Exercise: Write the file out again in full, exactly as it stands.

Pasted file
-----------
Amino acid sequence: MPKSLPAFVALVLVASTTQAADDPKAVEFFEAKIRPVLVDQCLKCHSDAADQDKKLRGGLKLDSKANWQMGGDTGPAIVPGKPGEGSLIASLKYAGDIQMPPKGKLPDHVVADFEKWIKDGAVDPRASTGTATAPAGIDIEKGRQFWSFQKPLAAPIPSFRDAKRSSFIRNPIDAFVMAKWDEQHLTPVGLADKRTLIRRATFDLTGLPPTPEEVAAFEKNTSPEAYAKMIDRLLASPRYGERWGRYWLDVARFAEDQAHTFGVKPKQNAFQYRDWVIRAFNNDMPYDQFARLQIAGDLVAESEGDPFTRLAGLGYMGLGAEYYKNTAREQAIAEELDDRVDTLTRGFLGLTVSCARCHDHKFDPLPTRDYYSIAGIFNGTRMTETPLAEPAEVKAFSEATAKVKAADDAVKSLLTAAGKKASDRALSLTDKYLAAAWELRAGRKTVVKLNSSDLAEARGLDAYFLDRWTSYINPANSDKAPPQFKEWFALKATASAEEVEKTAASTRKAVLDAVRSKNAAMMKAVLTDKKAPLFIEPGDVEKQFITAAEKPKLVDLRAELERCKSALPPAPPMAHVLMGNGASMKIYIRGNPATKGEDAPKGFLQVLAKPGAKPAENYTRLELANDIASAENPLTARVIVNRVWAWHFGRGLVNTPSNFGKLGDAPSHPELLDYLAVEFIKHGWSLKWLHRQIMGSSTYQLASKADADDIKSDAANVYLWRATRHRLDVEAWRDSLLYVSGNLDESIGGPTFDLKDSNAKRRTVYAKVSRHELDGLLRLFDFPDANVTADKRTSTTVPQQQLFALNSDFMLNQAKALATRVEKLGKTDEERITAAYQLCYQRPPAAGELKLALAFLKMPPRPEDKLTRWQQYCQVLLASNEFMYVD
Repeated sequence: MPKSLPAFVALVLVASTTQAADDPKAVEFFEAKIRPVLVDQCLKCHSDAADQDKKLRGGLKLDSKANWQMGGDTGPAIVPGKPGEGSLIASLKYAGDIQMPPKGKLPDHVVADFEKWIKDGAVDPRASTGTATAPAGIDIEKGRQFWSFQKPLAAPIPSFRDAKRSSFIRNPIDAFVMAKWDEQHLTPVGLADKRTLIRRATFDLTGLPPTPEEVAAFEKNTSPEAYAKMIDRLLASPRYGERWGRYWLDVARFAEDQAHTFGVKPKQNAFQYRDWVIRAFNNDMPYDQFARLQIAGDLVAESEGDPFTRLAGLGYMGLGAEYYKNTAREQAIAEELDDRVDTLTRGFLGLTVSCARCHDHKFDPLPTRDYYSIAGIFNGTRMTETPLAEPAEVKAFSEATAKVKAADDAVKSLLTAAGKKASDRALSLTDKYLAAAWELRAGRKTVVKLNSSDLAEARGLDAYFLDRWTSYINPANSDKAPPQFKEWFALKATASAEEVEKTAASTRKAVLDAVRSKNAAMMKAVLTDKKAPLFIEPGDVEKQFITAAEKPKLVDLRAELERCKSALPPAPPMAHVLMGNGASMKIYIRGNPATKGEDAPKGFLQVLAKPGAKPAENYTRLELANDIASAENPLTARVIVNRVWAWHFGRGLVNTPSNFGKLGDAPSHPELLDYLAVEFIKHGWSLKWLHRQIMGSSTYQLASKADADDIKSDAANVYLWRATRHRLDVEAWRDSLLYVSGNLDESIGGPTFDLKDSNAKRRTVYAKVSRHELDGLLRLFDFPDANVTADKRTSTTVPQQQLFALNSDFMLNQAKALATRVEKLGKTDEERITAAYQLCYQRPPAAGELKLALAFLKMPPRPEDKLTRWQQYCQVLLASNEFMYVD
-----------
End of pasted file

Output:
Amino acid sequence: MPKSLPAFVALVLVASTTQAADDPKAVEFFEAKIRPVLVDQCLKCHSDAADQDKKLRGGLKLDSKANWQMGGDTGPAIVPGKPGEGSLIASLKYAGDIQMPPKGKLPDHVVADFEKWIKDGAVDPRASTGTATAPAGIDIEKGRQFWSFQKPLAAPIPSFRDAKRSSFIRNPIDAFVMAKWDEQHLTPVGLADKRTLIRRATFDLTGLPPTPEEVAAFEKNTSPEAYAKMIDRLLASPRYGERWGRYWLDVARFAEDQAHTFGVKPKQNAFQYRDWVIRAFNNDMPYDQFARLQIAGDLVAESEGDPFTRLAGLGYMGLGAEYYKNTAREQAIAEELDDRVDTLTRGFLGLTVSCARCHDHKFDPLPTRDYYSIAGIFNGTRMTETPLAEPAEVKAFSEATAKVKAADDAVKSLLTAAGKKASDRALSLTDKYLAAAWELRAGRKTVVKLNSSDLAEARGLDAYFLDRWTSYINPANSDKAPPQFKEWFALKATASAEEVEKTAASTRKAVLDAVRSKNAAMMKAVLTDKKAPLFIEPGDVEKQFITAAEKPKLVDLRAELERCKSALPPAPPMAHVLMGNGASMKIYIRGNPATKGEDAPKGFLQVLAKPGAKPAENYTRLELANDIASAENPLTARVIVNRVWAWHFGRGLVNTPSNFGKLGDAPSHPELLDYLAVEFIKHGWSLKWLHRQIMGSSTYQLASKADADDIKSDAANVYLWRATRHRLDVEAWRDSLLYVSGNLDESIGGPTFDLKDSNAKRRTVYAKVSRHELDGLLRLFDFPDANVTADKRTSTTVPQQQLFALNSDFMLNQAKALATRVEKLGKTDEERITAAYQLCYQRPPAAGELKLALAFLKMPPRPEDKLTRWQQYCQVLLASNEFMYVD
Repeated sequence: MPKSLPAFVALVLVASTTQAADDPKAVEFFEAKIRPVLVDQCLKCHSDAADQDKKLRGGLKLDSKANWQMGGDTGPAIVPGKPGEGSLIASLKYAGDIQMPPKGKLPDHVVADFEKWIKDGAVDPRASTGTATAPAGIDIEKGRQFWSFQKPLAAPIPSFRDAKRSSFIRNPIDAFVMAKWDEQHLTPVGLADKRTLIRRATFDLTGLPPTPEEVAAFEKNTSPEAYAKMIDRLLASPRYGERWGRYWLDVARFAEDQAHTFGVKPKQNAFQYRDWVIRAFNNDMPYDQFARLQIAGDLVAESEGDPFTRLAGLGYMGLGAEYYKNTAREQAIAEELDDRVDTLTRGFLGLTVSCARCHDHKFDPLPTRDYYSIAGIFNGTRMTETPLAEPAEVKAFSEATAKVKAADDAVKSLLTAAGKKASDRALSLTDKYLAAAWELRAGRKTVVKLNSSDLAEARGLDAYFLDRWTSYINPANSDKAPPQFKEWFALKATASAEEVEKTAASTRKAVLDAVRSKNAAMMKAVLTDKKAPLFIEPGDVEKQFITAAEKPKLVDLRAELERCKSALPPAPPMAHVLMGNGASMKIYIRGNPATKGEDAPKGFLQVLAKPGAKPAENYTRLELANDIASAENPLTARVIVNRVWAWHFGRGLVNTPSNFGKLGDAPSHPELLDYLAVEFIKHGWSLKWLHRQIMGSSTYQLASKADADDIKSDAANVYLWRATRHRLDVEAWRDSLLYVSGNLDESIGGPTFDLKDSNAKRRTVYAKVSRHELDGLLRLFDFPDANVTADKRTSTTVPQQQLFALNSDFMLNQAKALATRVEKLGKTDEERITAAYQLCYQRPPAAGELKLALAFLKMPPRPEDKLTRWQQYCQVLLASNEFMYVD